First and foremost, what a ridiculous teaser! The teaser is nothing more than an overly verbose, vague, and at times retconned recap. (I so especially love it when they insert new or deleted material in recaps...) The climax of absurdity here is intercutting Kendra Shaw's symbolic Razor dialog with the recaps, as if the clip show is supposed to actually be part of the dramatic narrative.
That said, this episode leaves us with some interesting partial exposition. Sharon reveals to everyone that the Cylons created hybrids as an evolutionary step between the centurions and the humanoid Cylons. Many were created, but the experiments were considered a failure. Some hybrids remained in service to control the basestars, but one went into isolation, guarded by old style Cylons known as "guardians." Adama witnessed these experiments briefly during the final mission of the first war. This information raises a series of interesting questions. For example, did the Cylons prototype their human models off of real humans?
I like seeing some of the repercussions of, as Shaw puts it, Adama "throwing his son the keys to a battlestar." Moreover, we learn precisely why Cain had what seemed to be such an unusually incredible disdain for Gina, and humanoid Cylons in general. Certainly Gina being responsible for the deaths of hundreds of her crew was enough, but it was always fascinating to wonder just what set Cain over the moral edge that would allow her to see the justice in rape and torture of a prisoner. The exposition of her having had an intimate, sexual relationship with Gina prior to knowing what she was was just the aesthetic touch this plot thread needed.
Not only does it ironically parallel Baltar's plight marvelously, but it adds a whole new layer to Cain's viciousness. And what viciousness! There can be no doubt or debate now, Tigh was right! Fisk was telling the truth! She really did kill her XO and long time friend for cowardice in the face of the enemy, and what's scary is there are plenty of reasons to agree with what she did and why she did it, despite its heinousness.
Near the end of Razor's first part, we're treated to fascinating glimpse into the first Cylon war from Adama's perspective which, aside from being an amazingly fun ride, resolves a few continuity problems by making canonical a series of common fan rationalizations. Many fans had always wondered how both Adama and Tigh could be veterans of the same war, with Adama being so much younger. It is established here that he only fought in one battle, just as the war was ending. Also, the war lasted twelve years!
Moreover, this episode establishes once and for all that original Cylon centurions, baseships, and raiders from the original Battlestar series were not making a simple cameo appearance in the miniseries museum. That's actually how they looked during the first Cylon war and I am incredibly impressed that they've managed to make it all look so cool. The battle with the destruction of the Columbia and the ensuing firefight between Adama and an old style Centurion couldn't have looked better. There was a lot of room for cringeworthy nostalgia here, but I thought they walked the line quite well.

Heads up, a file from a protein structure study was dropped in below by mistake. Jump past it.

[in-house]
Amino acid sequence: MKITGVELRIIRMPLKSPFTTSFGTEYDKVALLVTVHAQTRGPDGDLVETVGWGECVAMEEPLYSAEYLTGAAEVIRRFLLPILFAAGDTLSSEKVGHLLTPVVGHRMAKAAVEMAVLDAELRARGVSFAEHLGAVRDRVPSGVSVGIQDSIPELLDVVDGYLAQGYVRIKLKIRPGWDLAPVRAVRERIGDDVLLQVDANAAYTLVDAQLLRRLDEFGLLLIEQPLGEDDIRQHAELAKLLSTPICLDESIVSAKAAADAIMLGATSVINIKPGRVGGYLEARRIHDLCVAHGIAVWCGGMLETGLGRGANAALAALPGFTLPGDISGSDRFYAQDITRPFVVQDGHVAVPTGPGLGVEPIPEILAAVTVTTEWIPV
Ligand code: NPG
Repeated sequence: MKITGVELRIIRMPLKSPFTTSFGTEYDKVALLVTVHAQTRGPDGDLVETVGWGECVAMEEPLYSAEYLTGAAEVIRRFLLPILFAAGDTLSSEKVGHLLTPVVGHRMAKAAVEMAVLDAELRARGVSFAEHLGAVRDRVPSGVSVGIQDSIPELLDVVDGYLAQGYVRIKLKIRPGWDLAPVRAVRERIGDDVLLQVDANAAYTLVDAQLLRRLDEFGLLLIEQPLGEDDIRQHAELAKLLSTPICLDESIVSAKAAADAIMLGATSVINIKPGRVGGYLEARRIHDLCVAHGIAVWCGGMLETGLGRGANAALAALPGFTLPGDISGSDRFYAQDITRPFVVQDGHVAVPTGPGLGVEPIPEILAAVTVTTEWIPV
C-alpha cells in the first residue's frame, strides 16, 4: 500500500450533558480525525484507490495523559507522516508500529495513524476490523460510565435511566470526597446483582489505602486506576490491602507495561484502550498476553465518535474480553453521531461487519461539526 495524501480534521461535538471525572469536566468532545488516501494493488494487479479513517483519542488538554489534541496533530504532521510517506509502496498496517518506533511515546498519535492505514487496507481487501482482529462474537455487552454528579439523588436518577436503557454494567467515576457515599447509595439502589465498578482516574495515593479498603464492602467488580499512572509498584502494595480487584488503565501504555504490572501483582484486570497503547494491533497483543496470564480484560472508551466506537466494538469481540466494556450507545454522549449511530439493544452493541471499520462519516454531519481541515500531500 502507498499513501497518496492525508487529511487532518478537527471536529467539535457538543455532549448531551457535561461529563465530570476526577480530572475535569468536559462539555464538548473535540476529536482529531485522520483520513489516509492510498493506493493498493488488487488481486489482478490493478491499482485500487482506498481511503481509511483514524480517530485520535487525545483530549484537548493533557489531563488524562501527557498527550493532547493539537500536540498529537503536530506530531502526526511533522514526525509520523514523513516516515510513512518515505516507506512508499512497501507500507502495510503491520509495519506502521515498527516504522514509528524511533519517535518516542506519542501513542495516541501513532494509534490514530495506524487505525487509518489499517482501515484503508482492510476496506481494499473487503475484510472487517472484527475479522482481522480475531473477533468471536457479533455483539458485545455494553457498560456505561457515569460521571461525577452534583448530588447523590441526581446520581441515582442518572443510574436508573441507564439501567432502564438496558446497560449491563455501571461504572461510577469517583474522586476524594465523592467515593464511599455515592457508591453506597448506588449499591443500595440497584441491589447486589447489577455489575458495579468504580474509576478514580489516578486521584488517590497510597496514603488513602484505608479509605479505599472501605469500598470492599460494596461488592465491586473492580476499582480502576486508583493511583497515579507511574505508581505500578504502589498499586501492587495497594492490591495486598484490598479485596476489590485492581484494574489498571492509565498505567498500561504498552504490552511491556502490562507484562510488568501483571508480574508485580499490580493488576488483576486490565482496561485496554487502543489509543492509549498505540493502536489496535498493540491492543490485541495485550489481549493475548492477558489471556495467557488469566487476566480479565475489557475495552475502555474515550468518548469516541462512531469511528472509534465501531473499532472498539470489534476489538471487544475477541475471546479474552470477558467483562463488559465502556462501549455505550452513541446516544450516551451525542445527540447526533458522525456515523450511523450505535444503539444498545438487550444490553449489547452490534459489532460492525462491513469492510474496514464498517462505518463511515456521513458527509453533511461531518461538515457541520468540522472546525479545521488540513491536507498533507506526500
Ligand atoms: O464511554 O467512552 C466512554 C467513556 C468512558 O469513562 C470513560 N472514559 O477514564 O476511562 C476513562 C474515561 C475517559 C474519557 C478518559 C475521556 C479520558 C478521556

Overall, save a nitpick or two here and there, Razor has many merits which easily secure its status as among the best episodes of BSG ever done. The story of Kendra Shaw is indeed compelling and using this new and overlooked character to tie together all these events and time periods we'd have loved to have seen more of variously was incredibly clever.
By telling this story, we get to see all sorts of amazing things that previously were only talked about. Not only do all the events depicted in this episode precisely match their descriptions in prior episodes, but watching them occur despite knowing the outcome is no less compelling. In fact, I believe that the fact that the audience of this episode is already privy to the outcomes of large quantities of plot covered forced the writers to raise the dramatic bar for the storytelling. The narrative focus is not on plot in this episode, but on the emotional impact.
You need look nowhere else but the episode's musical score for evidence. Like Shaw's character, the music floats seamlessly from time period to time period, weaving a tapestry of emotional impressions using strong plots as its thread rather than expecting the plots to stand on their own.
If you recall watching the first season of BSG, is there any doubt in your mind how it would end? Boomer was destined to betray the Galactica. And she did. The outcome was obvious and not at all a surprise, but still incredibly shocking and moving. When you watch the events of Pegasus' past in this episode, it elicits the same feelings. You know what's going to happen, but the story is so compelling and the details are so fascinating, the climax hits you just as hard no matter how many times you see it. This is why HBO's Rome was so critically acclaimed, for everybody knows the story of Julius Caesar. But it's not what you say, it's how you say it. Rome retold that age old story exceptionally well and I'm proud to say BSG channels that style here once again.